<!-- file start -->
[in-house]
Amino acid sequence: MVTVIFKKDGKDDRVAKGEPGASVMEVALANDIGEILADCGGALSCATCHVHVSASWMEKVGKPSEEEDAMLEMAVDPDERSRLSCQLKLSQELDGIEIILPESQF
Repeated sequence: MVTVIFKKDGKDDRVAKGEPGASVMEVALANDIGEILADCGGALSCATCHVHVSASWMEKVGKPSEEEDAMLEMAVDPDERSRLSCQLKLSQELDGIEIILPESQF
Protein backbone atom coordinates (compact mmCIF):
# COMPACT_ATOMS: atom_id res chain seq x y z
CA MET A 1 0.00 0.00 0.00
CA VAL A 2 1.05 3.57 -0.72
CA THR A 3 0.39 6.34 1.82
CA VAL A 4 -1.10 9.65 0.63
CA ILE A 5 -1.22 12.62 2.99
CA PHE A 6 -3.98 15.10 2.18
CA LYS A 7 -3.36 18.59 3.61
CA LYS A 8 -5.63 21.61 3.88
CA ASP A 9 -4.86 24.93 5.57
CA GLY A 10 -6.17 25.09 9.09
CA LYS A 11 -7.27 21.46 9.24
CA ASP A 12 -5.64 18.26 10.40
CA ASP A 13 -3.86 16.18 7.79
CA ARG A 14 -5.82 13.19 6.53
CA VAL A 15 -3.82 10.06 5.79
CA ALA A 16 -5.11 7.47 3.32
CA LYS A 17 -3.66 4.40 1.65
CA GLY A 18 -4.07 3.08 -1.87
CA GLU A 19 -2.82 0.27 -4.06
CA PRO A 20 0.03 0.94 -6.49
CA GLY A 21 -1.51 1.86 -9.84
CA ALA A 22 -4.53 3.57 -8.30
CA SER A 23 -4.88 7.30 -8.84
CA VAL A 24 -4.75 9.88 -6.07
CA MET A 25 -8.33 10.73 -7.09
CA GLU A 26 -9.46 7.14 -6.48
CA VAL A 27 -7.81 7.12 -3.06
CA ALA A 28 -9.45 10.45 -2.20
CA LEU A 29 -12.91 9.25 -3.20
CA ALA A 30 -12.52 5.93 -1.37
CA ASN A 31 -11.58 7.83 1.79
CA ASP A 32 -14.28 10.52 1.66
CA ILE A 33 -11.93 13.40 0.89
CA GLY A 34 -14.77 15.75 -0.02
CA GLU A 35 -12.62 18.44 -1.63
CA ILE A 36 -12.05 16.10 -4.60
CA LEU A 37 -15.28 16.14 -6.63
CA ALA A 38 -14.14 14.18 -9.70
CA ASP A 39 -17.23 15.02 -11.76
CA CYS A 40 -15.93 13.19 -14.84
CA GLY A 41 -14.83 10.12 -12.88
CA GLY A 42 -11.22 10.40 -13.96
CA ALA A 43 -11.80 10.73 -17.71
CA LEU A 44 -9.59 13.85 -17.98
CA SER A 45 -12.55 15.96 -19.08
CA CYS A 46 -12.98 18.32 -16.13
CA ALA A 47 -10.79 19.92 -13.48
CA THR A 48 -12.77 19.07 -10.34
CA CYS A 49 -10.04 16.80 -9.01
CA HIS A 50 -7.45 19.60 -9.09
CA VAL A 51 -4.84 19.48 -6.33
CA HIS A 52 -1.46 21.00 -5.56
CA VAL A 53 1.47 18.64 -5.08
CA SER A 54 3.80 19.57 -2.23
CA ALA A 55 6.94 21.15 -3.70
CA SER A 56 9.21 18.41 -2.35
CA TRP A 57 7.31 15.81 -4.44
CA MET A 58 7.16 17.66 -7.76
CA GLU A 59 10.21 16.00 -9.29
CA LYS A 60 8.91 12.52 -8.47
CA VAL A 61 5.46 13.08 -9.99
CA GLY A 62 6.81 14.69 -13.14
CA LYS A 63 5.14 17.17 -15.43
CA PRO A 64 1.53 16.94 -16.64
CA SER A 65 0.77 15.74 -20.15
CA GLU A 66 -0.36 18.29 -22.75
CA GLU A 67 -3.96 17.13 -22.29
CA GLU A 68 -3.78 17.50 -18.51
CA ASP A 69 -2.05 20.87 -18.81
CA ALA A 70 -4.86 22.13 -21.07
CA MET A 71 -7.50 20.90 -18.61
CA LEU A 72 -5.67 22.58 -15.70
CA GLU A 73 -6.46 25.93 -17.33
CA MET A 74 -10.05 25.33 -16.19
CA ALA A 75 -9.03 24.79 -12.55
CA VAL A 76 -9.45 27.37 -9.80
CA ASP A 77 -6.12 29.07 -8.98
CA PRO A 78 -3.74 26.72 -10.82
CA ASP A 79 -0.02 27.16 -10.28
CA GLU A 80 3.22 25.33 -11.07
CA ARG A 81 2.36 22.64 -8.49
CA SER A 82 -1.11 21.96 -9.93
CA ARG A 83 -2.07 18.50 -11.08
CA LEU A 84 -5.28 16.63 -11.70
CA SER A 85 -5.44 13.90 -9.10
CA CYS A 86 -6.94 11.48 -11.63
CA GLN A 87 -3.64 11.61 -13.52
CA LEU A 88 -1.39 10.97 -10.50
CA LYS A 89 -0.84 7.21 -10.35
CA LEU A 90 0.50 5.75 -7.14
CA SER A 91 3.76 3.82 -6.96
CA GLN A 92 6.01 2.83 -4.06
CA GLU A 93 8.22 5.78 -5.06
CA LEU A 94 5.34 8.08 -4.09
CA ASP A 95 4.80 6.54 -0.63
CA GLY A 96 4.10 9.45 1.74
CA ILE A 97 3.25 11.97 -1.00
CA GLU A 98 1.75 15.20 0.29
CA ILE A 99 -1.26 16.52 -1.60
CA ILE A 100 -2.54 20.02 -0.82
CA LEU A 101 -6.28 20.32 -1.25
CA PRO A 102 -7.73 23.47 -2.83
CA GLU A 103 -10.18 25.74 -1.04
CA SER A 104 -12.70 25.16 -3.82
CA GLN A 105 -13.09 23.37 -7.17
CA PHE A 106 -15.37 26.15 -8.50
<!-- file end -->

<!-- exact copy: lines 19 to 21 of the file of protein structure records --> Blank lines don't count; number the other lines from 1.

CA ARG A 14 -5.82 13.19 6.53
CA VAL A 15 -3.82 10.06 5.79
CA ALA A 16 -5.11 7.47 3.32